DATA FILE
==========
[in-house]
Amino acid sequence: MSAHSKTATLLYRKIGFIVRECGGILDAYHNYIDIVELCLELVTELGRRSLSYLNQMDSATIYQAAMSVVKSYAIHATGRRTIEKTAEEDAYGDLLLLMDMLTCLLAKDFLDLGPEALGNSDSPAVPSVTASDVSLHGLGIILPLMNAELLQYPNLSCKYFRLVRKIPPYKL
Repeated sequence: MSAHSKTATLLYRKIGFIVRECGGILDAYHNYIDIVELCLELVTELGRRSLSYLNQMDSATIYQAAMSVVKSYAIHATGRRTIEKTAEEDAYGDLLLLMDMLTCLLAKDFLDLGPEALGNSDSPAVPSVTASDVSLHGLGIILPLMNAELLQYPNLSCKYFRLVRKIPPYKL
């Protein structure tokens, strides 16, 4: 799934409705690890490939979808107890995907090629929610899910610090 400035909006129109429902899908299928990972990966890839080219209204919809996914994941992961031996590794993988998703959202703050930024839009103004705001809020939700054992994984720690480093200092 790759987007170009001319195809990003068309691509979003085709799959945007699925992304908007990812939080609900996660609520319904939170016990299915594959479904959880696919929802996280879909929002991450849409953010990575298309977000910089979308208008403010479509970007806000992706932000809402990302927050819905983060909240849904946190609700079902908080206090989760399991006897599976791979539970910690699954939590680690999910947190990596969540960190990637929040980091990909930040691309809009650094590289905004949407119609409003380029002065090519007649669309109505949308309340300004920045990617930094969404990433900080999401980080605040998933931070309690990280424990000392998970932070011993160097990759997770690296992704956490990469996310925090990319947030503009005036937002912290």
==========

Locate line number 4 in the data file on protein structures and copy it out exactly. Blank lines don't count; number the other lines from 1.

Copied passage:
């Protein structure tokens, strides 16, 4: 799934409705690890490939979808107890995907090629929610899910610090 400035909006129109429902899908299928990972990966890839080219209204919809996914994941992961031996590794993988998703959202703050930024839009103004705001809020939700054992994984720690480093200092 790759987007170009001319195809990003068309691509979003085709799959945007699925992304908007990812939080609900996660609520319904939170016990299915594959479904959880696919929802996280879909929002991450849409953010990575298309977000910089979308208008403010479509970007806000992706932000809402990302927050819905983060909240849904946190609700079902908080206090989760399991006897599976791979539970910690699954939590680690999910947190990596969540960190990637929040980091990909930040691309809009650094590289905004949407119609409003380029002065090519007649669309109505949308309340300004920045990617930094969404990433900080999401980080605040998933931070309690990280424990000392998970932070011993160097990759997770690296992704956490990469996310925090990319947030503009005036937002912290």